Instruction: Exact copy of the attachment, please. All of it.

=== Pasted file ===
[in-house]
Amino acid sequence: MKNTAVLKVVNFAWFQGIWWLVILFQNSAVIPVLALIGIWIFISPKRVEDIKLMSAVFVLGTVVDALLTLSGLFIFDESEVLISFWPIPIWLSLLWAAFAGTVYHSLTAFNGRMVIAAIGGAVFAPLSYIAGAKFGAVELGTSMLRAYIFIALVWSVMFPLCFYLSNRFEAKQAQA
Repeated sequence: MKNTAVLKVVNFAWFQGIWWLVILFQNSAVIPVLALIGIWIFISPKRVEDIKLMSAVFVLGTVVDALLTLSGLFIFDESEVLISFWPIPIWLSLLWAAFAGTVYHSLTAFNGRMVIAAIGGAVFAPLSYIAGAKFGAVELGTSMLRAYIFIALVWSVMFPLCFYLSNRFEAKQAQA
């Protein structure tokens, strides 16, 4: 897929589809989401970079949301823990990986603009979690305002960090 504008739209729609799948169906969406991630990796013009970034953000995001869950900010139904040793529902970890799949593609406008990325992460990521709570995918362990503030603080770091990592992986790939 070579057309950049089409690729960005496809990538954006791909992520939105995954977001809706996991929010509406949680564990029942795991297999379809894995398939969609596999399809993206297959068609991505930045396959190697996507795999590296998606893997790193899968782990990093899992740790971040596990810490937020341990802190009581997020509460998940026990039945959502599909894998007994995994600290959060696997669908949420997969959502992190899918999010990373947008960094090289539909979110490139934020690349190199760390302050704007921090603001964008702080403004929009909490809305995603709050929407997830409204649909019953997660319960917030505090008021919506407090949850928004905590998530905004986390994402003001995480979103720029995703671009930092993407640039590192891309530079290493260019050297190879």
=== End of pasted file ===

[in-house]
Amino acid sequence: MKNTAVLKVVNFAWFQGIWWLVILFQNSAVIPVLALIGIWIFISPKRVEDIKLMSAVFVLGTVVDALLTLSGLFIFDESEVLISFWPIPIWLSLLWAAFAGTVYHSLTAFNGRMVIAAIGGAVFAPLSYIAGAKFGAVELGTSMLRAYIFIALVWSVMFPLCFYLSNRFEAKQAQA
Repeated sequence: MKNTAVLKVVNFAWFQGIWWLVILFQNSAVIPVLALIGIWIFISPKRVEDIKLMSAVFVLGTVVDALLTLSGLFIFDESEVLISFWPIPIWLSLLWAAFAGTVYHSLTAFNGRMVIAAIGGAVFAPLSYIAGAKFGAVELGTSMLRAYIFIALVWSVMFPLCFYLSNRFEAKQAQA
């Protein structure tokens, strides 16, 4: 897929589809989401970079949301823990990986603009979690305002960090 504008739209729609799948169906969406991630990796013009970034953000995001869950900010139904040793529902970890799949593609406008990325992460990521709570995918362990503030603080770091990592992986790939 070579057309950049089409690729960005496809990538954006791909992520939105995954977001809706996991929010509406949680564990029942795991297999379809894995398939969609596999399809993206297959068609991505930045396959190697996507795999590296998606893997790193899968782990990093899992740790971040596990810490937020341990802190009581997020509460998940026990039945959502599909894998007994995994600290959060696997669908949420997969959502992190899918999010990373947008960094090289539909979110490139934020690349190199760390302050704007921090603001964008702080403004929009909490809305995603709050929407997830409204649909019953997660319960917030505090008021919506407090949850928004905590998530905004986390994402003001995480979103720029995703671009930092993407640039590192891309530079290493260019050297190879």